Using “Mean” as a Measures of Central Tendency
In this article we will discuss the Mean (or Average) of the Distribution
The mean is a measure of central tendency that considers all of the values in the data set. One of the limitations of the mean as a measure of central tendency is, in order to calculate the mean, the data must be numerical. You cannot use the mean when you are working with nominal data, which is data on attributes or characteristics. For example, there cannot calculate the mean of defective loan applications.
The mean is also called the arithmetic center of a distribution, stemming from the method to calculate the mean: the sum of all numbers in the data set, divided by how many numbers there are in the data set.
For example, the mean of 1, 2, 3, 4, 5, 6 would be calculated:
[1+2+3+4+5+6] / 6 = 3.5
The mean takes all numbers of a set of data into account, which could be deemed as a strength of the measure, but this also means that it is susceptible to skewing of the final calculated figure if the data features extreme values (or outliers).
For example, in a data set – 1, 2, 3, 4, 25 – the mean would be 7
i.e. [1+2+3+4+25] / 2). This calculation of the mean of the distribution of data could be argued as unrepresentative as most values in the data set are smaller than 7. In this case the data set may take on a different shape.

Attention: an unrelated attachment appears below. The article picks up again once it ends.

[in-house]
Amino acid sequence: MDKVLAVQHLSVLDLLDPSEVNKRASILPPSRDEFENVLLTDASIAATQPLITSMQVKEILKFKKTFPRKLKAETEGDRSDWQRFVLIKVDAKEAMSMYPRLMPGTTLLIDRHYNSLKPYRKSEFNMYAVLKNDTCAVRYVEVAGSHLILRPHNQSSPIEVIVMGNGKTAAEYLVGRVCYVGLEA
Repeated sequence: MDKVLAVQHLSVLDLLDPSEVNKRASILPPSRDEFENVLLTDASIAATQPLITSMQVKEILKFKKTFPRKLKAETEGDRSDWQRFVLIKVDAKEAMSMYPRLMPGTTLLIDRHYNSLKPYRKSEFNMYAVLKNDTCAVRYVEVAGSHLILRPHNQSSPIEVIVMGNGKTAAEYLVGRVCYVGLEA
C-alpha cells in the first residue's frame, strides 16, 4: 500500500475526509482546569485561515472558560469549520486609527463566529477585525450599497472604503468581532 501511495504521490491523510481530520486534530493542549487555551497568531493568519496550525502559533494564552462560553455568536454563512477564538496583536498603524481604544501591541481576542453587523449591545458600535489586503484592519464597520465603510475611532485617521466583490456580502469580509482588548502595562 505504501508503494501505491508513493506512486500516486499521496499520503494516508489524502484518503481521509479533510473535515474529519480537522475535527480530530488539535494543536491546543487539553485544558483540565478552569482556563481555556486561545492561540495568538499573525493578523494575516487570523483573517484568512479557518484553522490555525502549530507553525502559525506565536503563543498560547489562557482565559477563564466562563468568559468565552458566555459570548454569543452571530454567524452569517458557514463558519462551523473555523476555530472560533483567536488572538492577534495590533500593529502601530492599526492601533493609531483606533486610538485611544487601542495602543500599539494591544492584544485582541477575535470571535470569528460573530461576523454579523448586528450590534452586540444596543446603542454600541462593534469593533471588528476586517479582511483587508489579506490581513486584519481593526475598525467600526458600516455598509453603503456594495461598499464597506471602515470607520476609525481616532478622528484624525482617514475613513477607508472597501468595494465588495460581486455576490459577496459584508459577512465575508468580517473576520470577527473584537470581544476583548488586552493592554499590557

It’s important to know the shape of your data …
The mean is used to define the central location in a normally distributed set of data (where the shape is a normal or bell curve). Therefore, it is important for to understand the shape of data before describing the mean as a measure of central tendency.
I have sat in countless management meetings of companies that my team is engaged with and heard reports of average turn around times, average days to delivery, average throughput, etc.. I often ask the person reporting if using the “average” is the right measure for the report? Are they reporting the correct numbers? Do they know the shape of the data used for the report?
When we look at the data through a statistical tool like Minitab, we may find that the data is not shaped like a bell curve but it s positively or negatively skewed. These shapes will lead us to report the median as the correct central tendency. The median in most cases will give a much different number than the mean.
I challenge you to question using the mean (or average) to describe the central tendency. Use a statistical tool like Minitab to learn the shape of the data. If the data shows normality, then the mean (or average) is the correct central tendency.